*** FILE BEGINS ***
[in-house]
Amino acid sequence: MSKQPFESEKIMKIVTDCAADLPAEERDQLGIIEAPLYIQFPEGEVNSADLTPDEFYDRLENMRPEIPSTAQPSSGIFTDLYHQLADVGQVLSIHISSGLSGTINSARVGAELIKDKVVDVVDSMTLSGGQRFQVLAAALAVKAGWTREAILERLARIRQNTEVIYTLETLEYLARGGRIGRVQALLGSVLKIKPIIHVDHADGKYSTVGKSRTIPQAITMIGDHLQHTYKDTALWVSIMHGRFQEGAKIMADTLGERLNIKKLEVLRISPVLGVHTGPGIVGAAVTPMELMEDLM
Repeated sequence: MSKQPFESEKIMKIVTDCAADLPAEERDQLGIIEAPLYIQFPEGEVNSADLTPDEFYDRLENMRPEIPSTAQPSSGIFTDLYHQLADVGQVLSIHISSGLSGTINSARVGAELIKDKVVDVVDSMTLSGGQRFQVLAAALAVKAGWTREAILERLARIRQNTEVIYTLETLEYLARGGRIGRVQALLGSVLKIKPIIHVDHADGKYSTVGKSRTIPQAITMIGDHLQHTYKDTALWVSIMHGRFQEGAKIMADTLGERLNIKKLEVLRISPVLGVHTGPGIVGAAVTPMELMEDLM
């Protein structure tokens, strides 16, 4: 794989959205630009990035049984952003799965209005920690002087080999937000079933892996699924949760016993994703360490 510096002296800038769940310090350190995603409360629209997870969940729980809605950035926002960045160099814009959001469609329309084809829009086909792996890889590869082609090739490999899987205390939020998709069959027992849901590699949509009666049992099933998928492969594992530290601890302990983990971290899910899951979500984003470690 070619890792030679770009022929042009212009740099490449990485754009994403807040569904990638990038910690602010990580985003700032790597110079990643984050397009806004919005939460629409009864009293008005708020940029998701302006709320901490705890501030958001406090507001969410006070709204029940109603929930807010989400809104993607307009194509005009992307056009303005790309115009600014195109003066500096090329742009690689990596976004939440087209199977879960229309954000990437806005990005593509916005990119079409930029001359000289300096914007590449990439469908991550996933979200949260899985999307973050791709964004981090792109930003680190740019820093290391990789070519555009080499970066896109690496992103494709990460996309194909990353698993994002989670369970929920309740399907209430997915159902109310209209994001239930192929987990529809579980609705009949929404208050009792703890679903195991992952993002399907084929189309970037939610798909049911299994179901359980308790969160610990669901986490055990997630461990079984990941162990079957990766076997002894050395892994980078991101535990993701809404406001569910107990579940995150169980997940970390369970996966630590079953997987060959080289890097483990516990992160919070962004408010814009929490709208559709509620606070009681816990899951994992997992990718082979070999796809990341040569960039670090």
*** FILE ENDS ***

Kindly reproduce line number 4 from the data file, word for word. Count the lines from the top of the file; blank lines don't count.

């Protein structure tokens, strides 16, 4: 794989959205630009990035049984952003799965209005920690002087080999937000079933892996699924949760016993994703360490 510096002296800038769940310090350190995603409360629209997870969940729980809605950035926002960045160099814009959001469609329309084809829009086909792996890889590869082609090739490999899987205390939020998709069959027992849901590699949509009666049992099933998928492969594992530290601890302990983990971290899910899951979500984003470690 070619890792030679770009022929042009212009740099490449990485754009994403807040569904990638990038910690602010990580985003700032790597110079990643984050397009806004919005939460629409009864009293008005708020940029998701302006709320901490705890501030958001406090507001969410006070709204029940109603929930807010989400809104993607307009194509005009992307056009303005790309115009600014195109003066500096090329742009690689990596976004939440087209199977879960229309954000990437806005990005593509916005990119079409930029001359000289300096914007590449990439469908991550996933979200949260899985999307973050791709964004981090792109930003680190740019820093290391990789070519555009080499970066896109690496992103494709990460996309194909990353698993994002989670369970929920309740399907209430997915159902109310209209994001239930192929987990529809579980609705009949929404208050009792703890679903195991992952993002399907084929189309970037939610798909049911299994179901359980308790969160610990669901986490055990997630461990079984990941162990079957990766076997002894050395892994980078991101535990993701809404406001569910107990579940995150169980997940970390369970996966630590079953997987060959080289890097483990516990992160919070962004408010814009929490709208559709509620606070009681816990899951994992997992990718082979070999796809990341040569960039670090």